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Cost Effective Non Precious Metal Catalyst For Application in Fuel Cells
cobalt and copper have been investigated to be most stable.
The best combination of stability and activity is seen with
cobalt and iron.

the effective mass transfer of both reactant (O2) and product
(H2O) to and from the active sites with minimal resistance
throughout the entire electrode layer. The micropores reside
inside of primary carbon particles in a conventional
amorphous carbon support with the dimensions of a few
tenths of a nanometer. The large cluster mesopores are formed
in the space between them by the agglomeration of the carbon
particles by van der Waals force. The macropores are
generated by the voids through further stacking of these
clusters. The mesopores, serve as the secondary passage
between the gas phase to catalytic site in micropores, and
create additional tortuosity, and hence mass-transfer
resistance within each cluster. Mesopores also have much
higher volume-to-surface area ratios than the micropores.
Therefore, they add substantial volume to the catalyst and
reduce the electrode volumetric current density.

Carbon supportCarbon-supported Fe Co catalyst, produced by pyrolysis of
CoTMPP in the presence of iron oxalate has been reported
and patented by Hilgendorff et al. They claim that the
catalytic activity is almost identical to that of a conventional
standard catalyst material employing platinum.
Electroconductive polymerElectroconductive polymers are synthesized with conjugated
heterocyclic polymers such as polyaniline, polypyrrole and
poly (3-methylthiophene (P3MT)). Such polymer tends to act
as catalyst in the oxygen reduction reaction.
NitridesNon precious metals modified with nitrides are seen as
potential catalysts. Molybdenum nitride and tungsten nitride
have been investigated for use as catalyst. It has been shown
that the catalyst has significant electrocatalytic activity for the
oxygen reduction reaction.
Carbon catalystsFunctionalised carbons, or metals supported either directly on
carbon or carbon activated with nitrogen have been
researched for use as catalyst. Carbon support functionalised
with nitrogen is used to synthesise the macrocyclic-like
structures that features metal-nitrogen bonding that are known
to catalyse the reaction.
III. CATALYTIC ACTIVITY
A major limitation of PEMFC is the expense associated with
precious metals used as catalysts. Pyrolised transition metal
nitrogen carbon catalyst can be used as an alternative, but they
tend to show lower activity and stability as compared to
precious metals. Thus pyrolysis of catalyst should be done on
such a way that it maximize the number of sites on the catalyst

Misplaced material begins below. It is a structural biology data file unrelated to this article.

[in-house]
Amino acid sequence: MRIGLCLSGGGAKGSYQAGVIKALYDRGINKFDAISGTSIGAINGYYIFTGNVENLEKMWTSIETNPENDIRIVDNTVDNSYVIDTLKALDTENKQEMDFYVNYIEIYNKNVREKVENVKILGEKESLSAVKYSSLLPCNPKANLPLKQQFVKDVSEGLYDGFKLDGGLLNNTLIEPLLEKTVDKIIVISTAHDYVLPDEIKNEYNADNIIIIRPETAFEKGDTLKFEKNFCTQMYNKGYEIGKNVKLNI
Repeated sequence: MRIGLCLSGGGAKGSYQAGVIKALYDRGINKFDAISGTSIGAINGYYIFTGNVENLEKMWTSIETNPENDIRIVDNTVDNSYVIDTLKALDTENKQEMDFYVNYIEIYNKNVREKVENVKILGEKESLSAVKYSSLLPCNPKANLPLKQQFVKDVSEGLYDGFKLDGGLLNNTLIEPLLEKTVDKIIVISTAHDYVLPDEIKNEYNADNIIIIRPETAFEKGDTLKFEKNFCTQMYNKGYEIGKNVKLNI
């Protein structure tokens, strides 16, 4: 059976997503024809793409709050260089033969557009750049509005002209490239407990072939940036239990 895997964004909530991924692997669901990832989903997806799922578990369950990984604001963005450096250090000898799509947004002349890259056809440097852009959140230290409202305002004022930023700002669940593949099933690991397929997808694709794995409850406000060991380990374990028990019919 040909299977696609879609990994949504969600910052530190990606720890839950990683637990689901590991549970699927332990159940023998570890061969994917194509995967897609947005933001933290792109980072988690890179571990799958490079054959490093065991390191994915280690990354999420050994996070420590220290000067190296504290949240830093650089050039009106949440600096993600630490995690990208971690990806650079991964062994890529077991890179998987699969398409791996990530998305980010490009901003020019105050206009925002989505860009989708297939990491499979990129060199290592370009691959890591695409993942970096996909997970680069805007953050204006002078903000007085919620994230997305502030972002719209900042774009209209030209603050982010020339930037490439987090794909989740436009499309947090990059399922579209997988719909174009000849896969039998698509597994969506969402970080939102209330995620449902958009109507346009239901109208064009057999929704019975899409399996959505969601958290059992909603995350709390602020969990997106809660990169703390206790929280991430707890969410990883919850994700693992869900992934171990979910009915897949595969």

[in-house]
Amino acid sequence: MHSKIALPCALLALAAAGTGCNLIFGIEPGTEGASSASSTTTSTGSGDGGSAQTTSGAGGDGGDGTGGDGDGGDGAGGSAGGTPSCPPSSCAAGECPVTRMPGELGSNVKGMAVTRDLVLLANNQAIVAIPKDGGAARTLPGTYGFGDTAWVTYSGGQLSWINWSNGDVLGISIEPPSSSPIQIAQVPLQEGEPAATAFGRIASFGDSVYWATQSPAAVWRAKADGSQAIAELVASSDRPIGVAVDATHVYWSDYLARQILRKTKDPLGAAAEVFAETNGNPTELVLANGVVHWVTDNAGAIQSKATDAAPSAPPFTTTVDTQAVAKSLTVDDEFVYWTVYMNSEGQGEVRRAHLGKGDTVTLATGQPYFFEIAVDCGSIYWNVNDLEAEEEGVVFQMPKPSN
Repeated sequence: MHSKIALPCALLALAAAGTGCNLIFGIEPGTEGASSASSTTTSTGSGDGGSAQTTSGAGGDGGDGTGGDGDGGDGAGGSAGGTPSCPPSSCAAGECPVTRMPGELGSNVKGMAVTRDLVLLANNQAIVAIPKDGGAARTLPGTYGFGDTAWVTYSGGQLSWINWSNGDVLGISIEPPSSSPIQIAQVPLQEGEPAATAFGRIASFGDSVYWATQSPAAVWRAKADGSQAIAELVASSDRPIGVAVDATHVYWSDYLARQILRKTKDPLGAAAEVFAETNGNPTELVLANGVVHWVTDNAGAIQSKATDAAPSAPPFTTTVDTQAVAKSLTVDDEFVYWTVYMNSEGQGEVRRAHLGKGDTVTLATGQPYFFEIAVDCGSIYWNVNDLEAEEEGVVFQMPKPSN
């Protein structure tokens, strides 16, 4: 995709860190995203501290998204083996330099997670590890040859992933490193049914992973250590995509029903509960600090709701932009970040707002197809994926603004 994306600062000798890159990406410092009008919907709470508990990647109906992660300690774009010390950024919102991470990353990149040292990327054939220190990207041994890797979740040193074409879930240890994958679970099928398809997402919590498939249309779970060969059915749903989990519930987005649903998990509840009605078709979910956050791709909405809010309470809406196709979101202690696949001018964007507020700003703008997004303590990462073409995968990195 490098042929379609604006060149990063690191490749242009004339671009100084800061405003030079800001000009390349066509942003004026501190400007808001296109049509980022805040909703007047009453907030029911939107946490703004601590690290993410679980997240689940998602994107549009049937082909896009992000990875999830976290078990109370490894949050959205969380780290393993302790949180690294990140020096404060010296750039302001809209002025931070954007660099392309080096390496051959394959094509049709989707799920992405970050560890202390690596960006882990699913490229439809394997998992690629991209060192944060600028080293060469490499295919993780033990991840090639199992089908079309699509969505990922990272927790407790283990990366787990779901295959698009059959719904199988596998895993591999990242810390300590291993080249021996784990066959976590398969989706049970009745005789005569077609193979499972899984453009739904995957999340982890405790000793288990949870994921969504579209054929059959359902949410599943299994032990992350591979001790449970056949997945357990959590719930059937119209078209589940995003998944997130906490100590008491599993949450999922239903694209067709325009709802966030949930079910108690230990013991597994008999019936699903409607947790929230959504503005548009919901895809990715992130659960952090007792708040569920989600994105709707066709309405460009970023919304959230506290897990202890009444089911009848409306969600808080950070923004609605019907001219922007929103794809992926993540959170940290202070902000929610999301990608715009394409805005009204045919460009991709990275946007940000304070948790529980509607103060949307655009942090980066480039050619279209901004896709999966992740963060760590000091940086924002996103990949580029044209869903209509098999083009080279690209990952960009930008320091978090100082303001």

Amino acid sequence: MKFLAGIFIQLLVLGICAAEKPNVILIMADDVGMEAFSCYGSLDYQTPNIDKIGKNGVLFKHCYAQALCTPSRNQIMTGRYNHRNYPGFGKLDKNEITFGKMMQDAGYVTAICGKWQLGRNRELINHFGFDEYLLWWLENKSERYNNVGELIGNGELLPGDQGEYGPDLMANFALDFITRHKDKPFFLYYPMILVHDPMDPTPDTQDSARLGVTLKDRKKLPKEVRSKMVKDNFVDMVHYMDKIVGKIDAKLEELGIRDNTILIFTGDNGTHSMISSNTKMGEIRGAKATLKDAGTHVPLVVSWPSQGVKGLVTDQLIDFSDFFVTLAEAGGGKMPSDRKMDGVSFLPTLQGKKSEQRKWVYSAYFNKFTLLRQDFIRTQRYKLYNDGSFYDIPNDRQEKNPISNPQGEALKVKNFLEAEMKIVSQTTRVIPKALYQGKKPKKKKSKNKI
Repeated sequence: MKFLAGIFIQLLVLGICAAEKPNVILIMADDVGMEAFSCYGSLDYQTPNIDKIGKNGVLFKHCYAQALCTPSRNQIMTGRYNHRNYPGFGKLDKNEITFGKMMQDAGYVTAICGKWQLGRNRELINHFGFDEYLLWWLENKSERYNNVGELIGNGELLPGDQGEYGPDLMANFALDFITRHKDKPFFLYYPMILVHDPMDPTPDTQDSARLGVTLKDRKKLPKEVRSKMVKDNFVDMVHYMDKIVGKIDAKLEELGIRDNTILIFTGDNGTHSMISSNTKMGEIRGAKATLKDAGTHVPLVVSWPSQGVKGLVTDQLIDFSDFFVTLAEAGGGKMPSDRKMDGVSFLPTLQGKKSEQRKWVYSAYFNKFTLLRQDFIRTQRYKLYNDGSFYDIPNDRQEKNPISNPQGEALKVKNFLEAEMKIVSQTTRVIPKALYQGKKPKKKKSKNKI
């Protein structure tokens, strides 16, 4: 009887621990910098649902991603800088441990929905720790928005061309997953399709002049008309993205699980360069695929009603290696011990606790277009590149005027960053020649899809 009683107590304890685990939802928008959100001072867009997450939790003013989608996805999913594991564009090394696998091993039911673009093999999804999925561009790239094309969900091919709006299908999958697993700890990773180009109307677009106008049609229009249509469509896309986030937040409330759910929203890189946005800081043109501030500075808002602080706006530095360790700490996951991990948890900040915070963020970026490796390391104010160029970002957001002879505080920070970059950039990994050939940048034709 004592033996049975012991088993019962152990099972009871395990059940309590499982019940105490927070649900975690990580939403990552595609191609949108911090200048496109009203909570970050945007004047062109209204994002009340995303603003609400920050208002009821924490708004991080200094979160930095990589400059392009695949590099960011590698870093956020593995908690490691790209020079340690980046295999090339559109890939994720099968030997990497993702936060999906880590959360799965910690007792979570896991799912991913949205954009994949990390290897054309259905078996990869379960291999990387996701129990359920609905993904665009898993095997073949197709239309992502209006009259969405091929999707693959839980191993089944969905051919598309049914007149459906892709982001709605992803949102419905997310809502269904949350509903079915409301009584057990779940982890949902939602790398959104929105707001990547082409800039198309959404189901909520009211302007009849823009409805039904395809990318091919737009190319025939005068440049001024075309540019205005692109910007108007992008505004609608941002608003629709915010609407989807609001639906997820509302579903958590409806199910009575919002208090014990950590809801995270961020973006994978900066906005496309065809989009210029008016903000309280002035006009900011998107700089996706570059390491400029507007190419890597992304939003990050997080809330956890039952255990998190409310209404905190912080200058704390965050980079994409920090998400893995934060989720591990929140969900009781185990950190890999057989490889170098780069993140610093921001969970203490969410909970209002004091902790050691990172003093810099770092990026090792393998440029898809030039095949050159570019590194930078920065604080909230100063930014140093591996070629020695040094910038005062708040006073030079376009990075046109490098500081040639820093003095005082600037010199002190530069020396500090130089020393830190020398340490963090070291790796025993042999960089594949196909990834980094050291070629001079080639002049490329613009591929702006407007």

surface and hence maximize the catalytic activity towards
oxygen reduction reaction. It has been seen that the catalytic
activity towards oxygen reduction reaction can be improved
by increasing the concentration of nitrogen.

[A] conventional carbon support

[B] nanonetwork catalyst

IV. SYNTHESIS METHOD OF NON PRECIOUS METAL
CATALYST
Interconnected porous nanonetwork catalystAn interconnected porous nanonetwork catalyst can be
produced by electrospinning a polymer solution containing
Tris-1,10-phenanthroline iron(II) perchlorate (TPI) and ZIFs,
a subgroup of metal–organic frameworks (MOFs), followed
by posttreatments.

Transition metal and N-doped carbonaceous composites have
shown promising oxygen reduction reaction catalytic
activities in both acidic and alkaline media, while transition
metal-free composites have shown activities primarily in an
alkaline medium. New surface property and synthesis
strategies are being identified for continuously improving
catalytic activity. Lefèvre identified that the catalytic activity
of oxygen reduction reaction can be enhanced by infiltrating
the N-coordinated iron complex within the micropores (pore
diameter <2 nm) of the carbon support.
Various new synthetic approaches are investigated to produce
high catalytic active site density decorated within the
micropores using rationally designed zeolitic imidazolate
frameworks (ZIFs) and porous organic polymers. Although
the micropore is critically important in hosting active site for
oxygen reduction reaction, the catalyst should also contain a
sufficient amount of macropores (pore size >50 nm) to ensure

58

www.erpublication.org

International Journal of Engineering and Technical Research (IJETR)
ISSN: 2321-0869 (O) 2454-4698 (P), Volume-7, Issue-4, April 2017
(Me = W, Mo) and oxynitrides (Me = Ta, Zr, Nb) are
promising regarding the observed onset potentials and are a
matter
of
interest
for
further
investigation.
Metal-nitrogen-carbon catalysts are at present the best
performing non precious metal catalysts for oxygen reduction
reaction.
A major problem with commercialization of PEMFC is the
high content of supported platinum electrocatalysts used for
oxygen reduction and the cost involved. Since platinum is an
expensive metal of low abundance, it has been of intense
interest for researchers to develop a corrosion resistant non
precious metal substitutes. In the last few years, several
transition metal compounds have been proposed as oxygen
reduction reaction (ORR) selective catalyst.
The RRDE (Rotating-ring disk electrode) is an important tool
for characterizing the fundamental properties of
electrocatalysts used in fuel cells. When oxygen in PEMFC is
reduced using an electrocatalyst, an unwanted and harmful
by-product, hydrogen peroxide may be produced. Hydrogen
peroxide can damage the internal components of a PEMFC.
An RRDE "collection experiment" can be used to probe the